How to Promote Agriculture through Translations

Agriculture by definition is an industry, science or practice in which animals and crops are raised for the purpose of providing food. The industry comprises of farmers who work in the field of agriculture and other stakeholders like the government, firms, NGOs and consumers. Over the years, the agriculture industry has changed greatly with growth of technology and support from the various stakeholders like NGOs who try to   avail funds for promoting agriculture. This growth can be easily indicated in various countries with the growth of GDP (gross domestic product) as a result of technology. For example in South Africa agriculture was contributing 2.4% of the country’s GDP and while in Sub Sahara region it was contributing 17.1% by 2016. This seems minimal but of great value to the various countries.

Stakeholders Take On Agriculture

Agriculture over the years has been greatly improving worldwide thus one can say that the future lies in agriculture. Agriculture is one of the biggest employer worldwide. In continents like African agriculture employees 70% of East African and 60% of the population in Sub – Saharan Africa.

Such remarks may convince one that those in agriculture business find less hardship while doing their business. However, farmers have many lamentations to make on inter reacting with them say less earnings and yet a lot of energy and time are used, timely changes in seasons and inadequate information about agriculture.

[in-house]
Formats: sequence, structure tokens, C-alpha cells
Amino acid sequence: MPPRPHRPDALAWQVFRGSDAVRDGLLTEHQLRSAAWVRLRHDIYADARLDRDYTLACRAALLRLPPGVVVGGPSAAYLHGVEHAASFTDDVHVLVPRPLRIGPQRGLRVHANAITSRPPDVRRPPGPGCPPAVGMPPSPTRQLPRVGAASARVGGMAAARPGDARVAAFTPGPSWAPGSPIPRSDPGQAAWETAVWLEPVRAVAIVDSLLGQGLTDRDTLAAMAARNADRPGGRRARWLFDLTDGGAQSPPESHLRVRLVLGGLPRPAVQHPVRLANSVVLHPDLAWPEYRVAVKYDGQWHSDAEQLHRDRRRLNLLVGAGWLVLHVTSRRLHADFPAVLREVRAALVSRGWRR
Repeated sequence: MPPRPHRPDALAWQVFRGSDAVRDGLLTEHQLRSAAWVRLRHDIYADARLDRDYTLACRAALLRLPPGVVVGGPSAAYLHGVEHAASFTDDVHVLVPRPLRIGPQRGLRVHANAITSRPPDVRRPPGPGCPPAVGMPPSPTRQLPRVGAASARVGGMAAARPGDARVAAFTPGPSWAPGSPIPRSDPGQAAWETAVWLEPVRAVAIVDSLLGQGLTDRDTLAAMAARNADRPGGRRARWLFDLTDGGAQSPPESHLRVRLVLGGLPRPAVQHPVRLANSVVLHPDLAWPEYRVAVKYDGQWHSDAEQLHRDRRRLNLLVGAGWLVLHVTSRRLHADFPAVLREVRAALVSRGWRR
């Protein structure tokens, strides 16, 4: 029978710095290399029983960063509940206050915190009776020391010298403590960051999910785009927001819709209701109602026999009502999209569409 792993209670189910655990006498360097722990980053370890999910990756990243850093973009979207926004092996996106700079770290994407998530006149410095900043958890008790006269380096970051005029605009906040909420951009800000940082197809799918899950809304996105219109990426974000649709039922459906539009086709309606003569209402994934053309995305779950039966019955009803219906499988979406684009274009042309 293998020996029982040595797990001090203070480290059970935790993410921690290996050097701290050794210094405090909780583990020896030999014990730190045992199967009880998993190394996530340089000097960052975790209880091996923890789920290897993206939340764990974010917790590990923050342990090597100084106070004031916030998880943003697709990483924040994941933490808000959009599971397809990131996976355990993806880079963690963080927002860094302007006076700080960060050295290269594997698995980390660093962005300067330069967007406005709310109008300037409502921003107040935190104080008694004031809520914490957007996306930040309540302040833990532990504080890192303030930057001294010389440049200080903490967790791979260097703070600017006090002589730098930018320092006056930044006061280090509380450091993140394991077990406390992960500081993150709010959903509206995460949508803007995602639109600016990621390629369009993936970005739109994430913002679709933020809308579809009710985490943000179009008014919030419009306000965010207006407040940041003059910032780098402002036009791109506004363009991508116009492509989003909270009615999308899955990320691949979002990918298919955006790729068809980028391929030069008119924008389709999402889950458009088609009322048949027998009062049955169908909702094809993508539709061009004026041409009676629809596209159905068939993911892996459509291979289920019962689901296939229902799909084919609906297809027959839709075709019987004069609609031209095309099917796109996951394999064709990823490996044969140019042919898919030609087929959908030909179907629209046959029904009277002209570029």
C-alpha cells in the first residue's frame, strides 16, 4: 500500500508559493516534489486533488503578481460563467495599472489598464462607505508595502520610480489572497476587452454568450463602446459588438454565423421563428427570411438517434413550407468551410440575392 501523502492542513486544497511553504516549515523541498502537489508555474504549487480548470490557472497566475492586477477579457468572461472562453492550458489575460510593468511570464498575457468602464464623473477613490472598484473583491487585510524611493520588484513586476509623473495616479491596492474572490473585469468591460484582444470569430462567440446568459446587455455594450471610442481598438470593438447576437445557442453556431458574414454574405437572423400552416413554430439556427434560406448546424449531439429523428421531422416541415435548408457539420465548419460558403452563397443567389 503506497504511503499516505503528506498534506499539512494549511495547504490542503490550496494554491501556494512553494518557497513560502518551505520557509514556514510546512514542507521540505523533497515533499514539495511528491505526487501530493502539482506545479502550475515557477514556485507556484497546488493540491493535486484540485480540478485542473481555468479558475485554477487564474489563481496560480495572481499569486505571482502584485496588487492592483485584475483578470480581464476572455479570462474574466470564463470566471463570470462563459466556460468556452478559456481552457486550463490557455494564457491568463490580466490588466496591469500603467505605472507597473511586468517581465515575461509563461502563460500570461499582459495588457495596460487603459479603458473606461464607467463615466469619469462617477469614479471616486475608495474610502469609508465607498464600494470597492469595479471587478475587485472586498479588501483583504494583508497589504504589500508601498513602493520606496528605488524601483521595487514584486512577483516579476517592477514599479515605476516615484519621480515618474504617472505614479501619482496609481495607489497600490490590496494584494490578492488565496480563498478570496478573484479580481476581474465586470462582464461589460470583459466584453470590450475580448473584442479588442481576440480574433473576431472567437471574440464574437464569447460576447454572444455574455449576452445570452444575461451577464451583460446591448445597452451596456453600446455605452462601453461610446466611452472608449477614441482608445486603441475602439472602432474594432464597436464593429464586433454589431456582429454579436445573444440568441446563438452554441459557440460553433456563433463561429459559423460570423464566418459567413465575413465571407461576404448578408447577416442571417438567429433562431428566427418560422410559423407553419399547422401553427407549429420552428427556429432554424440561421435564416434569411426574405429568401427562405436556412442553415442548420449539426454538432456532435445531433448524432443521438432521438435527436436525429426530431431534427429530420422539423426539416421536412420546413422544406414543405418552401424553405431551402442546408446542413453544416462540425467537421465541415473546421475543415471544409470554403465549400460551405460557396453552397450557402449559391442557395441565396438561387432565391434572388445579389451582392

However also other stakeholders like governments also complain about the unbecoming farmers who are so resistant to any change. Thus calling for a united unit of the stakeholders in order to achieve from the agriculture industry at large.

Translation a New Modern Hope for Agricultural Growth

Professional translation service are a necessity in doing justice to this duty. Stakeholders in agriculture have got a duty of working together in order to improve the industry. Challenges like resistance to change have got to be worked upon. This is through educating farmers in a number of languages that they understand best that is to say Lango, Arabic, Somali, Kirundi and many others. Perhaps the resistance is not as a result of wanting to resist but only resulting from lack of understanding best of the implications of the new changes that need to be well taught to these farmers for better results.